The golden key to developing new business is a myth. New business is developed by hard work and commitment to a marketing and sales process. This process is driven by the content. Great Content drives great campaigns: It provides value to your target audience and it engages them in an ongoing dialogue. What is content marketing: Content marketing is creating and distributing digital assets for the purpose of achieving business results. Successful content marketing is much more about “perspiration” than it is “inspiration.”  Most marketers can come up with an idea for a clever e-book, quirky video or trippy infographic, but few invest the energy in actually producing any of those things.  Creating content is marketing’s lunch pail discipline, and the best content marketers are those that work the hardest. After developing and creating great content that connects you to your target market, intrigues potential clients and leaves them asking for more then you need to start working on distribution channels.

Content Marketing Best Practices:

  • Context—Your work needs to be placed in the right venues for the right audiences. Organizations need to research their target customers and understand how and where they consume content. Often organizations will create personas based on their prospects’ demograpics. Each persona gets a name, age, role in organization, business needs, etc. You will need to ensure that all of the important constituencies in your organization buy into the personas, especially marketing and sales management. Once you have personas, you can start modeling their online behavior. Do they read blogs or trade journals? Do they trust analysts or their peers? Do they participate in social media? Which venues? By focusing on personas and modeling their online behaviors you can begin to narrow down the targeted venues and ensure that your content gets in front of the right eyes.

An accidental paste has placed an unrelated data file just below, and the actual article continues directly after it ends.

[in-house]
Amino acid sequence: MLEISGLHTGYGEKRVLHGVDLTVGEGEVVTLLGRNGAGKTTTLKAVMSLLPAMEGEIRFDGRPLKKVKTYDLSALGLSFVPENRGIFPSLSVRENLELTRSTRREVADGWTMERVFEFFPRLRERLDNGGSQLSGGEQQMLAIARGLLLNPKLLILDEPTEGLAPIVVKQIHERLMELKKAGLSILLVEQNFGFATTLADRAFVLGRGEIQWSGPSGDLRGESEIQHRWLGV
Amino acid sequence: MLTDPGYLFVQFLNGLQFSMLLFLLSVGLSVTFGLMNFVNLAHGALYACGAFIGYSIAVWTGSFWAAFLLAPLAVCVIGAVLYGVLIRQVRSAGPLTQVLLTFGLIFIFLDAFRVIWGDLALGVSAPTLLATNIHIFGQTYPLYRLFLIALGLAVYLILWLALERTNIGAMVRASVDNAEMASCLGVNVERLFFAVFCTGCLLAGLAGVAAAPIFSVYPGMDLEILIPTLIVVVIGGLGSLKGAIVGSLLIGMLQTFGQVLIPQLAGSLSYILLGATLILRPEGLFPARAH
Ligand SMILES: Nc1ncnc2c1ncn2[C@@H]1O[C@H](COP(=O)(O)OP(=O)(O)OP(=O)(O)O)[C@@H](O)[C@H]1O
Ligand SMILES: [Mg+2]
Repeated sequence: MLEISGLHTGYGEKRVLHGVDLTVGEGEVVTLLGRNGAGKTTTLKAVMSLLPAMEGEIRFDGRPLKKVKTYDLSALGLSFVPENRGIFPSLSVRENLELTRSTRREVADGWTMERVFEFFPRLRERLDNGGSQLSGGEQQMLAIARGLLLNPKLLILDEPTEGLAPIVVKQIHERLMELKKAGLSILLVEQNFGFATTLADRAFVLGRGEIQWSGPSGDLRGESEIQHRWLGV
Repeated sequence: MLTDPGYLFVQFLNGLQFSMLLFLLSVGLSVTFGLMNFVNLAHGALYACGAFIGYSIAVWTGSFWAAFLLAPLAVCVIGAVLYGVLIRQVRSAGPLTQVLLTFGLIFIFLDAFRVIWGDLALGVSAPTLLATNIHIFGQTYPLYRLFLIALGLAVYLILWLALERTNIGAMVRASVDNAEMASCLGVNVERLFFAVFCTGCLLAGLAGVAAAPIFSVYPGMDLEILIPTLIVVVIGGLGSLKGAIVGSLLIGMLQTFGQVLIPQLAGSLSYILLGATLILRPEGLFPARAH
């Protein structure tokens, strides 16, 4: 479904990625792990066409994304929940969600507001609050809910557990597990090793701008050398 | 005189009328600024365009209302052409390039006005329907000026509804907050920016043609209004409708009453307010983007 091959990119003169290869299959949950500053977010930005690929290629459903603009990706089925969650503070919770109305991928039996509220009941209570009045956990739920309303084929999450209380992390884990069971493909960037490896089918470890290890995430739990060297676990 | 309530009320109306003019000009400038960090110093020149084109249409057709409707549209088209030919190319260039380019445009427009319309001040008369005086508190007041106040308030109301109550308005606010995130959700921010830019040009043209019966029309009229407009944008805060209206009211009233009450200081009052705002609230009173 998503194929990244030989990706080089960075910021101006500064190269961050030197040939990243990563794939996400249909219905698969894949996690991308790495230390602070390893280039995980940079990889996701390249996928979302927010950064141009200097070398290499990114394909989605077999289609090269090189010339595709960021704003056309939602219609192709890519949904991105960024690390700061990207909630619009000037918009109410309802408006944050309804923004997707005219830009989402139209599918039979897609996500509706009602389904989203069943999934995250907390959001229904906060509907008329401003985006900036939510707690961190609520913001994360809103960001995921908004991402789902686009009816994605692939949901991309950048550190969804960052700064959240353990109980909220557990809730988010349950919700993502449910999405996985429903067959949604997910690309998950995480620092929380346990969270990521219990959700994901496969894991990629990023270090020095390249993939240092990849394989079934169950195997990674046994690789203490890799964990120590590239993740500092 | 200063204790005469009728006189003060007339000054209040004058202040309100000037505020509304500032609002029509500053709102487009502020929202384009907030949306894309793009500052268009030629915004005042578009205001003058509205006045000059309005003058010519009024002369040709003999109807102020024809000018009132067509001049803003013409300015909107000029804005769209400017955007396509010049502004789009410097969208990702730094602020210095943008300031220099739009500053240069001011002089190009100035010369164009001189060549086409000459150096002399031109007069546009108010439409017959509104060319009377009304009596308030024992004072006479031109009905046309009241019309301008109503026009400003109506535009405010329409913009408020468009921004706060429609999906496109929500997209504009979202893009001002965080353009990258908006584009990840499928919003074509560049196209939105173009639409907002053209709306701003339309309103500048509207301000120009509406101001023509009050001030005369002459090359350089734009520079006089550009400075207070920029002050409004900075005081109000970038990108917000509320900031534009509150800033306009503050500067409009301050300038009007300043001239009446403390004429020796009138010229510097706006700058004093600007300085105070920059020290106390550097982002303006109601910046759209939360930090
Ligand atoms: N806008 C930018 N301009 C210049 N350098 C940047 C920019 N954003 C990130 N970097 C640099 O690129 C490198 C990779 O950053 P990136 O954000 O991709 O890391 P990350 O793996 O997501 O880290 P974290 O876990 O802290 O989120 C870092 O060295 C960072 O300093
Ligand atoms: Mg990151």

• Timing—Potential customers want different kinds of content at different stages of their research and purchase process. Similarly, newly engaged clients need different content than those who are long familiar with your organization. Build a time-line for each of your personas and brainstorm what kinds of content they would need at each stage of their engagement with your company. What are the content items that will push them to the next level?
  • Cost—Content is expensive. It takes time and money to develop and manage. After you have modeled your personas and figured out what content they need at each stage of engagement with your organization, you need to set priorities based on your current business needs. If your organization is looking for brand new contacts to market to, maybe you should invest in “top of the funnel” venues like social media and a blog. If you need to focus on moving a small set of known prospects through the buying process, perhaps you will prioritize content that can be personalized to each prospect’s organization and business need. No matter what your current priorities, remember that you should have a some amount of budget to keep new and existing content up to date going forward.
  • Creative—Your original content has to bring something new to the table in some way. Try to make it engaging and useful. Work hard to make it so enjoyable that your audience will share it with friends and colleagues.

Having a defined content strategy ensures that your clients and prospects will get what they need to make informed buying decisions. Content marketing works hand-in-hand with lead generation because as your prospects engage with your content, you gain insight from your customer’s digital body language. With this knowledge you can communicate with them (via email on the web) in a way that is aligned with their interests and business needs.

Travis Piepho